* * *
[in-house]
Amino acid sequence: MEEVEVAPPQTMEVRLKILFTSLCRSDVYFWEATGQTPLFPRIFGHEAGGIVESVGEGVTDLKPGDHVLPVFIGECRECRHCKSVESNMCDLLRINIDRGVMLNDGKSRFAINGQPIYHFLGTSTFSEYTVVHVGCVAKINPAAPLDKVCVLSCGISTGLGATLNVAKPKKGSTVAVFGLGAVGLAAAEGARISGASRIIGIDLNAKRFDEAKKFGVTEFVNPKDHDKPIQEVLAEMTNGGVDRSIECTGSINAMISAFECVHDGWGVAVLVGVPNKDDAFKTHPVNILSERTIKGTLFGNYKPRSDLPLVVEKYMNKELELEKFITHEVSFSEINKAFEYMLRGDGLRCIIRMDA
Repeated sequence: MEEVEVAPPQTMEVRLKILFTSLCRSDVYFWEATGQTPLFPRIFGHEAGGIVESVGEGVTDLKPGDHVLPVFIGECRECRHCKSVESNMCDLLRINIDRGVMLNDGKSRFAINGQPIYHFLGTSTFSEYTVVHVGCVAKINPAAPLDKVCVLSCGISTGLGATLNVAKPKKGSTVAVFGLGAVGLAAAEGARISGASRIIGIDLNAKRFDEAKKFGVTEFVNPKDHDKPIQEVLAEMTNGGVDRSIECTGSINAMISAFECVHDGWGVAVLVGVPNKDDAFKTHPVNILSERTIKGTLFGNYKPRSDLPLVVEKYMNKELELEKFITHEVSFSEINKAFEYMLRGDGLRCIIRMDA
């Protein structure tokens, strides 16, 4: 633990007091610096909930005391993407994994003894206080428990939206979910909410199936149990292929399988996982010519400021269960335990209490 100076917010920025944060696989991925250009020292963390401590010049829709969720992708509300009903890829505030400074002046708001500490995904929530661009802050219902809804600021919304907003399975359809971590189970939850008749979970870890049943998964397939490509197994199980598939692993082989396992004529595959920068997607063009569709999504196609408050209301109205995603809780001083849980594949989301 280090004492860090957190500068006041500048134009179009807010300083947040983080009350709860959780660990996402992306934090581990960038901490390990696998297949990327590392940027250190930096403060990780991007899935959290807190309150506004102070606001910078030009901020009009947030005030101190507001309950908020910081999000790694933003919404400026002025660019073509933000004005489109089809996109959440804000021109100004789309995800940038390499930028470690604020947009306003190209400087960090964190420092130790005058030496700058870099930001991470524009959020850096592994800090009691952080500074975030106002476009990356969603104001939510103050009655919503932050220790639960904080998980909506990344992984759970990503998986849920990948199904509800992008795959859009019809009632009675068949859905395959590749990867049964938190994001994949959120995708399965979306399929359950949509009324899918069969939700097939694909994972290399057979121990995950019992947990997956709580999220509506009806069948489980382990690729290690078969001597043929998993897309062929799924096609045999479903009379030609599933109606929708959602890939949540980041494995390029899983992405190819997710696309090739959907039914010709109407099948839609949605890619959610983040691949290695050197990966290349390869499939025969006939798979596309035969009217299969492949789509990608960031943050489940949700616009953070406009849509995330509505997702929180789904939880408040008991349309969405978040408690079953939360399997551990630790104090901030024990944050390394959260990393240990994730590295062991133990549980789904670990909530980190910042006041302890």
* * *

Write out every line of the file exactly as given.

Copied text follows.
[in-house]
Amino acid sequence: MEEVEVAPPQTMEVRLKILFTSLCRSDVYFWEATGQTPLFPRIFGHEAGGIVESVGEGVTDLKPGDHVLPVFIGECRECRHCKSVESNMCDLLRINIDRGVMLNDGKSRFAINGQPIYHFLGTSTFSEYTVVHVGCVAKINPAAPLDKVCVLSCGISTGLGATLNVAKPKKGSTVAVFGLGAVGLAAAEGARISGASRIIGIDLNAKRFDEAKKFGVTEFVNPKDHDKPIQEVLAEMTNGGVDRSIECTGSINAMISAFECVHDGWGVAVLVGVPNKDDAFKTHPVNILSERTIKGTLFGNYKPRSDLPLVVEKYMNKELELEKFITHEVSFSEINKAFEYMLRGDGLRCIIRMDA
Repeated sequence: MEEVEVAPPQTMEVRLKILFTSLCRSDVYFWEATGQTPLFPRIFGHEAGGIVESVGEGVTDLKPGDHVLPVFIGECRECRHCKSVESNMCDLLRINIDRGVMLNDGKSRFAINGQPIYHFLGTSTFSEYTVVHVGCVAKINPAAPLDKVCVLSCGISTGLGATLNVAKPKKGSTVAVFGLGAVGLAAAEGARISGASRIIGIDLNAKRFDEAKKFGVTEFVNPKDHDKPIQEVLAEMTNGGVDRSIECTGSINAMISAFECVHDGWGVAVLVGVPNKDDAFKTHPVNILSERTIKGTLFGNYKPRSDLPLVVEKYMNKELELEKFITHEVSFSEINKAFEYMLRGDGLRCIIRMDA
């Protein structure tokens, strides 16, 4: 633990007091610096909930005391993407994994003894206080428990939206979910909410199936149990292929399988996982010519400021269960335990209490 100076917010920025944060696989991925250009020292963390401590010049829709969720992708509300009903890829505030400074002046708001500490995904929530661009802050219902809804600021919304907003399975359809971590189970939850008749979970870890049943998964397939490509197994199980598939692993082989396992004529595959920068997607063009569709999504196609408050209301109205995603809780001083849980594949989301 280090004492860090957190500068006041500048134009179009807010300083947040983080009350709860959780660990996402992306934090581990960038901490390990696998297949990327590392940027250190930096403060990780991007899935959290807190309150506004102070606001910078030009901020009009947030005030101190507001309950908020910081999000790694933003919404400026002025660019073509933000004005489109089809996109959440804000021109100004789309995800940038390499930028470690604020947009306003190209400087960090964190420092130790005058030496700058870099930001991470524009959020850096592994800090009691952080500074975030106002476009990356969603104001939510103050009655919503932050220790639960904080998980909506990344992984759970990503998986849920990948199904509800992008795959859009019809009632009675068949859905395959590749990867049964938190994001994949959120995708399965979306399929359950949509009324899918069969939700097939694909994972290399057979121990995950019992947990997956709580999220509506009806069948489980382990690729290690078969001597043929998993897309062929799924096609045999479903009379030609599933109606929708959602890939949540980041494995390029899983992405190819997710696309090739959907039914010709109407099948839609949605890619959610983040691949290695050197990966290349390869499939025969006939798979596309035969009217299969492949789509990608960031943050489940949700616009953070406009849509995330509505997702929180789904939880408040008991349309969405978040408690079953939360399997551990630790104090901030024990944050390394959260990393240990994730590295062991133990549980789904670990909530980190910042006041302890």